Baylor University’s triumphant, 30-10 season-ender against Texas wrapped up several loose ends — among them the tumultuous saga of play in 64-year-old Floyd Casey Stadium in South Waco and the Bears’ now-unquestioned status as Big 12 champs with an automatic trip to the Fiesta Bowl in the cards. But for those who shivered in “creeping ice fog” Saturday afternoon and evening, the Bears and their faithful proved once and for all the folly of all-knowing naysayers who once upon a time questioned why Baylor was even in the same conference as Texas and Texas A&M.
Such punditry back then looks silly today. While Baylor University is the Big 12 victor and ranked No. 6 after Saturday’s gridiron action in Waco and Stillwater, Texas didn’t even place in the top 25 of the 2013 AP College Football poll’s final ranking; Oklahoma and Oklahoma State occupied the 11th and 13th spots respectively. And A&M, which jumped ship and fled the Big 12, ranked 20th in the poll.
Such vindication is sweet. When the very existence of the Big 12 was threatened (twice) and forces seemed to favor massive super-leagues, some fans of these schools ridiculed the presence of Baylor as an unworthy contender. Some scoffed not only because its football program had long been erratic in quality but because Baylor is a private, religiously oriented school — as if only state-funded competitors need apply to be champions.
But a funny thing happened. The precision, energy and teamwork of the Bears football players under Coach Art Briles not only produced a winning team but their integrity, optimism and can-do spirit gladly brought local folks out on one of the coldest days of the year against a hardy opponent. And somewhere amidst all this, the Bears added to the feeling of momentum that has settled over our community in terms of growth and potential.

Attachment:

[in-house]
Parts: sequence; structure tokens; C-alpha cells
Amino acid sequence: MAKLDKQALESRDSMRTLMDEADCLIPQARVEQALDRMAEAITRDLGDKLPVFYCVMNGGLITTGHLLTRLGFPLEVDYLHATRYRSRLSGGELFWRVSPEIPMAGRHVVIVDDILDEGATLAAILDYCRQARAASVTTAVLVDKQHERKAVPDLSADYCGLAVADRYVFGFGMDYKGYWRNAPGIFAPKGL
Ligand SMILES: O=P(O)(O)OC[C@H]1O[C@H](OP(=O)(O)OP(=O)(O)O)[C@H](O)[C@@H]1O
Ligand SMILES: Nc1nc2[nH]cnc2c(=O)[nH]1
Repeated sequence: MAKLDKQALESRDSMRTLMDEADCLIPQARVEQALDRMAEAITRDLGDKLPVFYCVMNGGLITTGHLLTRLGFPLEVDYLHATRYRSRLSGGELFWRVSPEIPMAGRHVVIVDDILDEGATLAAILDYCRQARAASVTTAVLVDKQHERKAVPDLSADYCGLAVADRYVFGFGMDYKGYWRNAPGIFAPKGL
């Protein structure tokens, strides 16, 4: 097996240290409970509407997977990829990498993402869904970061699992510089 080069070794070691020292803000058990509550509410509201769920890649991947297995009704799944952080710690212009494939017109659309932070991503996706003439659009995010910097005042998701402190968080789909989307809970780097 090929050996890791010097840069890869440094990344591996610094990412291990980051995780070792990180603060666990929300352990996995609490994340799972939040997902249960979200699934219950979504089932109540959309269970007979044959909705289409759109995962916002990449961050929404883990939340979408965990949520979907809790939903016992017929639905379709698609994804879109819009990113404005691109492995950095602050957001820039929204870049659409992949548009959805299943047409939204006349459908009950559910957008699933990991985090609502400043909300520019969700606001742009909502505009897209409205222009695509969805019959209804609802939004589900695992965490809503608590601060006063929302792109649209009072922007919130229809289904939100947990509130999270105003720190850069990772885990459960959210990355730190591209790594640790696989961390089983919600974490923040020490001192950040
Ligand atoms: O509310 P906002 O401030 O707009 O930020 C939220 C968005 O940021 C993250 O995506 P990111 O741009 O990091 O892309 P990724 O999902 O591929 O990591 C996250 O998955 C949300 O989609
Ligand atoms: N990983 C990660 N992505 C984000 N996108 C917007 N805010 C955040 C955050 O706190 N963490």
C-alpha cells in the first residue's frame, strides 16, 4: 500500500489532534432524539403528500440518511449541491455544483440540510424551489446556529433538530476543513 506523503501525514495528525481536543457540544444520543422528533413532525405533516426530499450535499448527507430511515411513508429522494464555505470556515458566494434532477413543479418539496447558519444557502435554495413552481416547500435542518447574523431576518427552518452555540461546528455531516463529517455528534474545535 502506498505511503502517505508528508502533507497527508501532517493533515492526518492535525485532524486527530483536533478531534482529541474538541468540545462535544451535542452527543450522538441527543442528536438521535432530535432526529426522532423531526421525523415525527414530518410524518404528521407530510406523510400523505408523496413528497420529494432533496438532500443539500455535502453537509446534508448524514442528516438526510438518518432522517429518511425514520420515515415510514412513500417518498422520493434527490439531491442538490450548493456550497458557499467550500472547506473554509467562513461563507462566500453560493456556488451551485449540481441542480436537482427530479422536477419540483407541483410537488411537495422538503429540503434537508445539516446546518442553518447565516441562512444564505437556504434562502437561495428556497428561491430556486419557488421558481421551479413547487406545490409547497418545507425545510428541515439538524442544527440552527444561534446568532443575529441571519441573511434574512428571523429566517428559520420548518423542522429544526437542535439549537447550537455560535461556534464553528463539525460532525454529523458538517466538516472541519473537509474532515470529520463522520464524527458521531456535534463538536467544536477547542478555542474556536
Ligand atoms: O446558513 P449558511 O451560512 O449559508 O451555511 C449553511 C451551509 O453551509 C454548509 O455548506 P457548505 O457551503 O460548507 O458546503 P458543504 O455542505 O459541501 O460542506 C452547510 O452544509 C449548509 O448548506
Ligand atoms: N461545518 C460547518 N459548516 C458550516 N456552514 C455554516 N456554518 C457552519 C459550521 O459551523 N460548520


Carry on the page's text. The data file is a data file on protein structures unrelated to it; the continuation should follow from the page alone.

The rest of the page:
“We came out and fought and believed because people believed in us,” Briles said afterward, adding that this defining moment never would have happened “without the love of the Baylor Nation.” And with fireworks and the singing of “The Good Old Baylor Line,” what a way to close down Floyd Casey Stadium, formerly Baylor Stadium — now the name set for the new, $260 million, on-campus events arena under construction on the Brazos.
A few more acknowledgements: Our thanks to the Oklahoma Sooners, whose 33-24 defeat of Oklahoma State the same afternoon ensured the Bears of the Big 12 championship if they could then triumph over Texas. We know Sooners players, fans and coaches had something to prove to themselves and others, but we’re nonetheless glad for their victory up in frigid Stillwater.
And our very best to former Baylor quarterback Robert Griffin III, a truly inspirational figure — but, no, we hope and pray you and yours don’t succeed in luring Briles to coach the Washington Redskins. Baylor Stadium may be the stadium RG3 built, but Briles’ vision, insight and talent laid its foundation.